The Queen's House


Park Row, Greenwich, London SE10 9NF


020-8858 4422



Opening times:

Daily 10:00-17:00

How to get there:

Tube: Cutty Sark

Entry fee:


The Queen’s House, a perfectly proportioned architectural masterpiece, is usually taken as the first—and one of the finest—truly classical Renaissance buildings in England. Designed by the great architect Inigo Jones on his return from his influential last trip to Italy, it symbolises the refined aesthetic of the early Stuart court. The Queen’s House was in fact built in three main stages for successive queen consorts: Anne of Denmark, wife of James I; Henrietta Maria, wife of Charles I; and Catherine of Braganza, wife of Charles II. Anne of Denmark was granted Greenwich as her private residence in 1613 and commissioned the building in 1616. It stands almost exactly on the site of the gatehouse of the old Tudor palace, which marked the demarcation between the private palace gardens and Greenwich Park, to which the queen desired easy access. The Queen’s House is in fact two buildings, one on the palace side, the other on the park side, linked by first-floor bridges which span what was then a public highway. On Anne’s death in 1619 only the bottom storeys of the two blocks were complete. In 1629 Greenwich was granted to Henrietta Maria, and work resumed. Between 1629 and 1638 the upper storeys were added, including the central bridge room and the elegant loggia overlooking the park, and a programme of elaborate interior decoration was undertaken.

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Update from The Queen's House

Reopens for the 400th anniversary in July 2016
Painting returns after 360 years

In preparation for the 400th anniversary in 2016 of its commissioning and design the Queen’s House will be closed for refurbishment from 27 July 2015.  When the House re-opens on 4 July 2016 visitors will be able to see Orazio Gentileschi’s Joseph and Potiphar’s Wife displayed in this iconic building for the first time since 1650.  The painting, which is part of the Royal Collection, was one of a sequence commissioned for the Queen’s House by King Charles I and Queen Henrietta Maria.

Designed by Inigo Jones in 1616 for the wife of James I, Anne of Denmark, the Queen’s House was the first classical building in the country and is an acknowledged masterpiece of 17th-century architecture.  The closure gives Royal Museums Greenwich the opportunity to refurbish galleries, including the King’s Presence Chamber and the Tulip Stairs, as well as introducing new displays and colour schemes, bespoke lighting and new interpretation.  The window-glazing and flooring of the Grade I listed building will also be upgraded, improving both the external and internal appearance of the House.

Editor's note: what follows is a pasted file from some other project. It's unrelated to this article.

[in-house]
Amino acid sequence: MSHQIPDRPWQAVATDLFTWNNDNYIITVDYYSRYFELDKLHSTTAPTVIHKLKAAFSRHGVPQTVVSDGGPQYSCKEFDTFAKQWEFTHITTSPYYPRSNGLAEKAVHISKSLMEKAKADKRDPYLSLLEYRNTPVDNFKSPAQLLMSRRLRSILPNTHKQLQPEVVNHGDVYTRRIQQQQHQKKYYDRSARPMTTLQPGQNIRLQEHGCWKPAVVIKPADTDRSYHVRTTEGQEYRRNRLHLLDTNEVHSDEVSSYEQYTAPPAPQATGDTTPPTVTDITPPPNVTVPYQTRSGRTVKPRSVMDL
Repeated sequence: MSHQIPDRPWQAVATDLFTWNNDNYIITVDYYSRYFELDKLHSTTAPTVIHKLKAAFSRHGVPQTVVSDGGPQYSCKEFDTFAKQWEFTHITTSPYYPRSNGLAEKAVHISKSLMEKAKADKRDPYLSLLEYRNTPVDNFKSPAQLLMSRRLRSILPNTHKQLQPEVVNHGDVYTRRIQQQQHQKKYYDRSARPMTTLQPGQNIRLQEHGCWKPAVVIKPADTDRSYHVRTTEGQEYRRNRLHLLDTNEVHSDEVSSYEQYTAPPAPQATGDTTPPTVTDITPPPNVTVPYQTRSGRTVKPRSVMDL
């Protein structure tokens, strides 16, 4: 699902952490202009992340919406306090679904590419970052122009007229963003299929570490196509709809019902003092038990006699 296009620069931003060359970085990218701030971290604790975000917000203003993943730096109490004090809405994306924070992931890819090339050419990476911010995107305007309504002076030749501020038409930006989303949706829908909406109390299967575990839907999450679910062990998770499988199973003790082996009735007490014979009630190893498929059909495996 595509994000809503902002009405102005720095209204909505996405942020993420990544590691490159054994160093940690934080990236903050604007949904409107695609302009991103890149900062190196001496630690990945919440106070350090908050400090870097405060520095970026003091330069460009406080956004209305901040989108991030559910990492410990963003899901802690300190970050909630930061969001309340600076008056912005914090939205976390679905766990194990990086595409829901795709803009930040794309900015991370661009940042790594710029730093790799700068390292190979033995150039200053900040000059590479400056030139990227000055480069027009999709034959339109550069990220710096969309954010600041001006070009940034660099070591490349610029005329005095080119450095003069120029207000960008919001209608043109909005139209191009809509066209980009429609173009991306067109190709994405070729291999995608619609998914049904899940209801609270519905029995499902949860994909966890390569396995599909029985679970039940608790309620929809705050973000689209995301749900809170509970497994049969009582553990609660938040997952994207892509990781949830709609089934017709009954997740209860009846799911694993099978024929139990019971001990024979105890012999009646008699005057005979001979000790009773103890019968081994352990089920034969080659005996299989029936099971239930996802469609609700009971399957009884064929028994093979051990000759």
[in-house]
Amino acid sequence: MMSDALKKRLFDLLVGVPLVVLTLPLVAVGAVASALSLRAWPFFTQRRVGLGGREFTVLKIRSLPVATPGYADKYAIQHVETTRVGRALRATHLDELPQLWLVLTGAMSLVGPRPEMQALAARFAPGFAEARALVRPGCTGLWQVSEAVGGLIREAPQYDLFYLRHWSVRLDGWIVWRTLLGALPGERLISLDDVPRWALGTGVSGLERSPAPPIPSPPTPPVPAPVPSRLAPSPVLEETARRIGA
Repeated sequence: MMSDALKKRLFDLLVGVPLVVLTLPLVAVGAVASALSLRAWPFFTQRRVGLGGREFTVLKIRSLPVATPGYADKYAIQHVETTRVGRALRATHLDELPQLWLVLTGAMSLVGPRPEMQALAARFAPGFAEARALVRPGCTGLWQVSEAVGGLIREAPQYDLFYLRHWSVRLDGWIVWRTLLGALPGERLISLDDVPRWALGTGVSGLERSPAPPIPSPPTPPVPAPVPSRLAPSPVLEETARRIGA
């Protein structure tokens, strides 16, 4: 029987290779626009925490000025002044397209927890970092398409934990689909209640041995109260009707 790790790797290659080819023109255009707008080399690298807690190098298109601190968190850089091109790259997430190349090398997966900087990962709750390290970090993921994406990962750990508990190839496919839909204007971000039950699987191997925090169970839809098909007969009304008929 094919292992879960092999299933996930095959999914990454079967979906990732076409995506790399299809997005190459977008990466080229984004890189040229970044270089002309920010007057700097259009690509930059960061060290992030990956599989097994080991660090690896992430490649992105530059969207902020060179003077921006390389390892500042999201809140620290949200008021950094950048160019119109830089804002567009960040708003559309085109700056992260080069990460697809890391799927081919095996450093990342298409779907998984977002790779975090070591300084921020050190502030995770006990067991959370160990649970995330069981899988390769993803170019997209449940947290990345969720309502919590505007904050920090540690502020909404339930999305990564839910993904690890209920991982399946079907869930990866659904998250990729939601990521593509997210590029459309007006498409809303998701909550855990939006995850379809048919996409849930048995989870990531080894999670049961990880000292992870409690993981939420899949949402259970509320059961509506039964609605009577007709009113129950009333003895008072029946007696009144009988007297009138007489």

The ceiling in the King’s Presence Chamber will be restored to its royal splendour, complementing the Queen’s Presence Chamber which was restored in 2013.  Both rooms will have a bold new colour on the walls; bright blue for the King’s and bright red for the Queen’s, as befits their 17th-century majesty.  These rooms will be adorned with paintings illustrating the kings, queens, consorts and courtiers associated with the House and Greenwich during this period, including Charles I and Henrietta Maria by Daniel Mytens, also generously loaned from the Royal Collection by Her Majesty The Queen.  The focus throughout will be on the iconic people and events, artists, designers and architects that are key to understanding the building’s history, and its significance today.

Finding inspiration in the House’s past, the re-displays will also capitalize on the great strengths of the National Maritime Museum’s (NMM) world-class art collection, along with significant loans from both public and private collections.  As an overarching principle the displays and interpretation will chart the changing relationship between the Queen’s House, the people who created it and those who lived and worked there, from royalty and courtiers to the Navy.

This exciting project gives Royal Museums Greenwich the opportunity to celebrate the international and historically important building for its 400th anniversary and for the House, in its modern role as the Museum’s prime fine-art venue, to showcase the NMM’s outstanding art collection.

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Details below are taken from our Blue Guide Museums and Galleries of London.  This is a 2005 title, here generally updated for website address and opening times, with useful comments from some of the museums themselves.  More recent information is given in Emily Barber's magisterial new Blue Guide London, "Exceptional update to a classic and useful guide to this amazing city" (Amazon reader review).

FULL LISTING of CURRENT EXHIBITIONS in London from Apollo Magazine »

Emily Barber recommends five major London museums »

Please do share your comments and updates with us via the form below the entry for each museum.


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Wesley's Chapel
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Saatchi Gallery
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The Royal Mews
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The Faraday Museum
Royal Hospital Chelsea
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Royal Academy of Music Museum
Royal Academy of Arts
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The Queen’s Gallery
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